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Surgeon answers call of duty in Afghanistan

Apr. 1, 2013 - 10:57AM   |  
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EVANSVILLE, Ind. — Life is funny this way: Sometimes you run across a small thing that leads you to a huge life change.

That happened several years ago with Dr. Roger Shinnerl, 46, a general and vascular surgeon at Evansville Surgical Associates. For him, the “small thing” was an advertisement in a medical publication: The U.S. military was in dire need of surgeons to treat wounded soldiers overseas.

The “big thing” was Shinnerl's decision not just to volunteer for that program, but to sign up for the Army Reserve Medical Corps. He recently completed his first overseas deployment, as part of a surgical team on a U.S. military base in Afghanistan.

For Shinnerl, it was the fulfillment of something he'd wanted to do for years.

His first taste of military life came during two weeks in the fall of 2010, as a civilian volunteer.

Since 2007, the Society for Vascular Surgery has sent volunteer surgeons to serve at Landstuhl Regional Medical Center, an Army hospital in Landstuhl, Germany. The facility treats American soldiers injured in Afghanistan and Iraq, and the civilian doctors operate as American Red Cross volunteers.

Despite what sounds like a grim assignment, Shinnerl found inspiration among the patients.

“A lot of them approached their injuries with tremendous determination and positive attitudes,” he told the Evansville Courier & Press.

While in Germany, he met a California surgeon who had just recommissioned with the military, so Shinnerl used the opportunity to talk to the man about his experiences.

Though he does not come from a military family, Shinnerl said he's long had the impulse to serve. He considered joining the military in 1994, when he was single and a medical resident. He chose marriage over the military.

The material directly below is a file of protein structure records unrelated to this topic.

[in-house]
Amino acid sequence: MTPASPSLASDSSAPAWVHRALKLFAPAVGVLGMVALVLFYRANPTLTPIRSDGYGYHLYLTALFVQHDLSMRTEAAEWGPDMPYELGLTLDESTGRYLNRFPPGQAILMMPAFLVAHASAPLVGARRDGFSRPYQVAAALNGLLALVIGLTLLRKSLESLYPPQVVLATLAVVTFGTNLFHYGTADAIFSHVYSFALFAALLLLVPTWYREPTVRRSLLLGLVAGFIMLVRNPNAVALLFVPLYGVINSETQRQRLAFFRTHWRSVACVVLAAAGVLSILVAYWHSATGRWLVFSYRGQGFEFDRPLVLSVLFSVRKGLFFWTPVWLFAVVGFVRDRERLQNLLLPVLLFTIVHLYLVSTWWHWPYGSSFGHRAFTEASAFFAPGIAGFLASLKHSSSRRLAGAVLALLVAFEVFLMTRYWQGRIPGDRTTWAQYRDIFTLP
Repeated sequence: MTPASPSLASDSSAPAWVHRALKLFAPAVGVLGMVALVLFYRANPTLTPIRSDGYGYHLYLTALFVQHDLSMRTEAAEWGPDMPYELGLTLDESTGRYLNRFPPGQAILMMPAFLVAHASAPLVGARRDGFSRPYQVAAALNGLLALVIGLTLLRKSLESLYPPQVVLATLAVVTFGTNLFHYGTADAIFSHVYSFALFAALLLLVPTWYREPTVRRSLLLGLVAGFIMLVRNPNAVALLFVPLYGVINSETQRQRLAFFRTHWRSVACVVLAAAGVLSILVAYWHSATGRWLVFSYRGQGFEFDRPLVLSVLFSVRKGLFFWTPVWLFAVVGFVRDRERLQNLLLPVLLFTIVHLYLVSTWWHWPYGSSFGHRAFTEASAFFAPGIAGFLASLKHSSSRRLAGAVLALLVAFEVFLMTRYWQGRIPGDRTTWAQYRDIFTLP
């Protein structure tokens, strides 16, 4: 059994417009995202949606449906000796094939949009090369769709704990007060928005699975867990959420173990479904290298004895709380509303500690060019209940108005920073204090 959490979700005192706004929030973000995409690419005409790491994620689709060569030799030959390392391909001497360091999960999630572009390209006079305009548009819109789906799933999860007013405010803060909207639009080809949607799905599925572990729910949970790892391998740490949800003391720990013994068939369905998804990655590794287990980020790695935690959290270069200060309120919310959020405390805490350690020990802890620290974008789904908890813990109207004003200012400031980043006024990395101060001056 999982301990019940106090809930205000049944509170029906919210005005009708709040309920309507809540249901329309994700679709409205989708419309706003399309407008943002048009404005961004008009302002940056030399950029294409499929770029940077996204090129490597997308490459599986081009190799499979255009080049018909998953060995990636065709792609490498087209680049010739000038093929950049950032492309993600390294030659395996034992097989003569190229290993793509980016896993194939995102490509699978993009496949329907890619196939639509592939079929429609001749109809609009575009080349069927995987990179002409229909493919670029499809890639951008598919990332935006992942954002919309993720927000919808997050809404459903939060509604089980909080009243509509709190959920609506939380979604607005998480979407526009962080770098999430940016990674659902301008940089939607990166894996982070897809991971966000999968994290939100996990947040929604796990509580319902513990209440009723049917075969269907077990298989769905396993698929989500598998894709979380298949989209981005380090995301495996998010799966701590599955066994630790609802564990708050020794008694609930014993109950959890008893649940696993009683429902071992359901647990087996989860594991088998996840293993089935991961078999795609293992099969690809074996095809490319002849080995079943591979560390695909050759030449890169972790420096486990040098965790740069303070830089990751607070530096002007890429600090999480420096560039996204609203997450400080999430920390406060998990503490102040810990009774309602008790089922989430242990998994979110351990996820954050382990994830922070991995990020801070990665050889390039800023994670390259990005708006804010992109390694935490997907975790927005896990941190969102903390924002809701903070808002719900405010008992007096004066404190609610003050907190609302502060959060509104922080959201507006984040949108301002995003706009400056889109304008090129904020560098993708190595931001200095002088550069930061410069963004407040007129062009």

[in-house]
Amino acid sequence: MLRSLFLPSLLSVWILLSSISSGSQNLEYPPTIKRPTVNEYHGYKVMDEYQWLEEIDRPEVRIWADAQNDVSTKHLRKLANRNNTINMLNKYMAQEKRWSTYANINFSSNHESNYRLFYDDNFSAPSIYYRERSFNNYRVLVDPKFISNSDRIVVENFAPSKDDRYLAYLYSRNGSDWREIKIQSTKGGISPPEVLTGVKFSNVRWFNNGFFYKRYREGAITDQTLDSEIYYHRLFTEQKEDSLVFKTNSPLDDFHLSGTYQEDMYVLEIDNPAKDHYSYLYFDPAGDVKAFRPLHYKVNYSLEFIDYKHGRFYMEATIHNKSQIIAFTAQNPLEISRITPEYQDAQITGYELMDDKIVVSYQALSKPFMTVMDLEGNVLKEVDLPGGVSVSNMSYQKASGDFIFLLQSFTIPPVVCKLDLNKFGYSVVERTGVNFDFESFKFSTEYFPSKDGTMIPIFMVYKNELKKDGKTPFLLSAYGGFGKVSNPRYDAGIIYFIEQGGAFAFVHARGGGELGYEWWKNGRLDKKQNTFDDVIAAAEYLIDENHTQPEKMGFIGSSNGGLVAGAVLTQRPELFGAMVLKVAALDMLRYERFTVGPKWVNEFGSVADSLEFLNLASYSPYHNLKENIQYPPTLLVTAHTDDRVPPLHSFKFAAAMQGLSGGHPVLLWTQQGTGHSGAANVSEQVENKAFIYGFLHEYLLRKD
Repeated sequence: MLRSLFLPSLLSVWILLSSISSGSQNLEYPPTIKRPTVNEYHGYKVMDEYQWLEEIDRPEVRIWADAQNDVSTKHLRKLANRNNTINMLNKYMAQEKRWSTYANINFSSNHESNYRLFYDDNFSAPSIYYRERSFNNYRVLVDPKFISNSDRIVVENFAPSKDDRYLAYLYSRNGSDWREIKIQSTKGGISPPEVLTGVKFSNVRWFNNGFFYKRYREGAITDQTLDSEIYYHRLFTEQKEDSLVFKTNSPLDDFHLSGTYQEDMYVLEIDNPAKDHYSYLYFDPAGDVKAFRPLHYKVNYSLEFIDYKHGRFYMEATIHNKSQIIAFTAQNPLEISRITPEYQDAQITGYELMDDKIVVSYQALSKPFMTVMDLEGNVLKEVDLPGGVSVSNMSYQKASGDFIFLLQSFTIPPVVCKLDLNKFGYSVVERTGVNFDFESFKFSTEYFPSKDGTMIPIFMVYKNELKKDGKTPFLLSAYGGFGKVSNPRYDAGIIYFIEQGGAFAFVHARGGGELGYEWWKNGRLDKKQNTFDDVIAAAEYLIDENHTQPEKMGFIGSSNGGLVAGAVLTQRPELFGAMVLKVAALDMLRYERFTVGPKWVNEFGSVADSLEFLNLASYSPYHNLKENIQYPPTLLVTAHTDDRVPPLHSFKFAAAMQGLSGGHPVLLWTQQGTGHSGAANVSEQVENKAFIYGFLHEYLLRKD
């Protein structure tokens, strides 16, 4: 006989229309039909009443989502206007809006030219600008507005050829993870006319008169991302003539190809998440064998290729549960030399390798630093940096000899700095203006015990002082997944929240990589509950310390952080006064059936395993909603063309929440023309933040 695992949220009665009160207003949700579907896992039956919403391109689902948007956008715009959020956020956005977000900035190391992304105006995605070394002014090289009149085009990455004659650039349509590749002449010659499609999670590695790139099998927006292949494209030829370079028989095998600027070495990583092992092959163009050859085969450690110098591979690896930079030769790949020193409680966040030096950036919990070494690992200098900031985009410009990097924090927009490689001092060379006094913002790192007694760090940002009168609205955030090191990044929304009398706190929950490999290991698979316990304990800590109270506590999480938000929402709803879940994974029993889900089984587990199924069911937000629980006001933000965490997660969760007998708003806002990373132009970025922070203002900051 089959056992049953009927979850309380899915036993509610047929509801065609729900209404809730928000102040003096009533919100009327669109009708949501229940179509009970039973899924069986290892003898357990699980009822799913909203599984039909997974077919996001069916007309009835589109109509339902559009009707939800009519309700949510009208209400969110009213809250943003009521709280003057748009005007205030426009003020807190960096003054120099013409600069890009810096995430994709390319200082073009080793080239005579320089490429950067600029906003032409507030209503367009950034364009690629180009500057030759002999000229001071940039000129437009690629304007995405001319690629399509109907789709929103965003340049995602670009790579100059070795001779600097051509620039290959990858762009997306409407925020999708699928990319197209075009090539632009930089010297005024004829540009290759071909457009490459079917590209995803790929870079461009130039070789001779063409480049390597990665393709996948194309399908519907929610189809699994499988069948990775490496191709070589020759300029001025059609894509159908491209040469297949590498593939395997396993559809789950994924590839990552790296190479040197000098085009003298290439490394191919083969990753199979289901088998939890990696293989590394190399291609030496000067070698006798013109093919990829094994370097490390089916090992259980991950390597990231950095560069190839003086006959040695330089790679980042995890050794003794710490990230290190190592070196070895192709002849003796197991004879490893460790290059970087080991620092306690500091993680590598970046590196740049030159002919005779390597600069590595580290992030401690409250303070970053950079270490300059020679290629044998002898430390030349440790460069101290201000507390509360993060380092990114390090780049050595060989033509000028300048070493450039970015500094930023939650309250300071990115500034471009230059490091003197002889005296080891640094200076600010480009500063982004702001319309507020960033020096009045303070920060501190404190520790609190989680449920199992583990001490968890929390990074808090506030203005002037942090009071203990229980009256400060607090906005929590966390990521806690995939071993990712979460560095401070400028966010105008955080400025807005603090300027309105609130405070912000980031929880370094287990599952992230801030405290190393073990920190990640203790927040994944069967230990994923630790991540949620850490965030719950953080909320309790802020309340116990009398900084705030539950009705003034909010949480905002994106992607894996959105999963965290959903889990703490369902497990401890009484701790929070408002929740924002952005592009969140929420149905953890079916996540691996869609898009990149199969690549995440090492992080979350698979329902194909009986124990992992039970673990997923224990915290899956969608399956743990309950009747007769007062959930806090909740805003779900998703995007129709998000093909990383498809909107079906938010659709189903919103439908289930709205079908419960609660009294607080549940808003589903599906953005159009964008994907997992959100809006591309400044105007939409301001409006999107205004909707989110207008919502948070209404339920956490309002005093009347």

His wife, Liz, recalls her husband's expressing interest in military life again several years later. Again, family concerns won out.

“He kind of entertained the idea when the kids were younger. At that time, it was just a little much.”

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The couple has three children: Alex, 14; Andy, 13; and Abby, 11.

His experience in Germany in 2010 finally convinced Shinnerl: This time he'd take the plunge.

He commissioned with the Army Reserve in November 2010, less than a month after returning from the volunteer trip.

Liz wasn't convinced at first that it was a good idea.

“ ‘Crazy' was a word that went through my head,” she said.

But she realized that if this was her husband's dream, she needed to support it.

Because of his age, Shinnerl had to obtain an age-limit waiver to join up. He received it, he said, because of his surgical experience.

He was commissioned as a major with the Army Reserve Medical Corps. He's assigned to the Paducah, Ky.-based 933rd Forward Surgical Team, though his deployment was with a different Forward Surgical Team — the 624th, based in Pennsylvania.

Last October, Shinnerl went to Fort Benning, Ga., for a week of preparation, then flew to Kuwait and then on to Forward Operating Base Shank. The base is in the Logar Province of Afghanistan, about 40 miles south of Kabul.

Shinnerl served in Afghanistan for just more than 90 days. He returned home to Newburgh on Jan. 23.

The base was in a flat dusty part of Afghanistan, with mountains in the distance. The base consisted mostly of tents, and conditions were basic.

“We had the bare bones of an operating room setup,” Shinnerl said.

Conditions were also, at times, dangerous.

A few months before Shinnerl's arrival, in August 2012, members of the Taliban carried out a suicide vehicle explosive attack on the base.

On more than one occasion, Shinnerl said, the base came under enemy fire while he and his team were operating on a patient. (The team continued with surgery when that happened.)

The threat of danger weighed heavily on Liz, thousands of miles away.

The couple made dates to connect online for Internet video chats via Skype. But sometimes Shinnerl couldn't make it: An emergency medical case came in, or the spotty Internet signal wasn't working.